Security Corner

Jun 5 2014   6:37PM GMT

Microsoft calls government snooping “advanced persistent threat”

Ken Harthun Ken Harthun Profile: Ken Harthun

Tags:
Data integrity
Data privacy
Encryption
Information security
Transparency

Yes, just like malware. Well, isn’t it a malevolent government act to spy–without cause–on its citizens?

In a December 2013 blog post, Microsoft says they share our concerns:

Like many others, we are especially alarmed by recent allegations in the press of a broader and concerted effort by some governments to circumvent online security measures – and in our view, legal processes and protections – in order to surreptitiously collect private customer data. In particular, recent press stories have reported allegations of governmental interception and collection – without search warrants or legal subpoenas – of customer data as it travels between customers and servers or between company data centers in our industry.

Then they position such activities right there alongside malware and cyber attacks:

If true, these efforts threaten to seriously undermine confidence in the security and privacy of online communications. Indeed, government snooping potentially now constitutes an “advanced persistent threat,” [emphasis added] alongside sophisticated malware and cyber attacks.

Because of this, Microsoft is ramping up its encryption on Outlook.com, Office 365, SkyDrive and Windows Azure, to name a few. They are also working to reinforce legal protections by notifying customers if they receive any government order to release data and they are challenging any gag orders:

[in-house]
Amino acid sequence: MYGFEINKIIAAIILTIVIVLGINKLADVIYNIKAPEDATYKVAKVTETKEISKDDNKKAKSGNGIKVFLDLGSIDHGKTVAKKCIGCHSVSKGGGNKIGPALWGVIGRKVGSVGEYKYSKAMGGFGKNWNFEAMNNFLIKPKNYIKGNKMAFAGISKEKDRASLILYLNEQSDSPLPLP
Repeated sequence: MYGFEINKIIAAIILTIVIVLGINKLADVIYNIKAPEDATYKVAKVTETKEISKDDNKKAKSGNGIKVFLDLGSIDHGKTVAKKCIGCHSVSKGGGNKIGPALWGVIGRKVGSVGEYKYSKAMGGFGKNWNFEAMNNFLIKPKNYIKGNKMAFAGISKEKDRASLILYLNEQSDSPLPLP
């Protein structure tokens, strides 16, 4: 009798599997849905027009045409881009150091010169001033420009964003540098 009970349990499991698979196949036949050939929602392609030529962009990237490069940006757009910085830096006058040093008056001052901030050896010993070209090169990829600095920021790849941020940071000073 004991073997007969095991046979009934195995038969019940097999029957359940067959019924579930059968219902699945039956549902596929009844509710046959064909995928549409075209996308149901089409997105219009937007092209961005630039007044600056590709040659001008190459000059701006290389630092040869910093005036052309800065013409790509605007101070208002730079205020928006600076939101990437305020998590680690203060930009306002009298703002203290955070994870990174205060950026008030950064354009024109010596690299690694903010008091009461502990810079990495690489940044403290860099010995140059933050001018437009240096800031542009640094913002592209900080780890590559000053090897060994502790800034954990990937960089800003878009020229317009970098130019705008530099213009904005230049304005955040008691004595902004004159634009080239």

Where a gag order attempts to prohibit us from doing this, we will challenge it in court. We’ve done this successfully in the past, and we will continue to do so in the future to preserve our ability to alert customers when governments seek to obtain their data. And we’ll assert available jurisdictional objections to legal demands when governments seek this type of customer content that is stored in another country.

Another step they are taking is to increase transparency by making their source code available for review where appropriate:

We’re therefore taking additional steps to increase transparency by building on our long-standing program that provides government customers with an appropriate ability to review our source code, reassure themselves of its integrity, and confirm there are no back doors.

I’m very happy with these efforts on Microsoft’s part. How about you?

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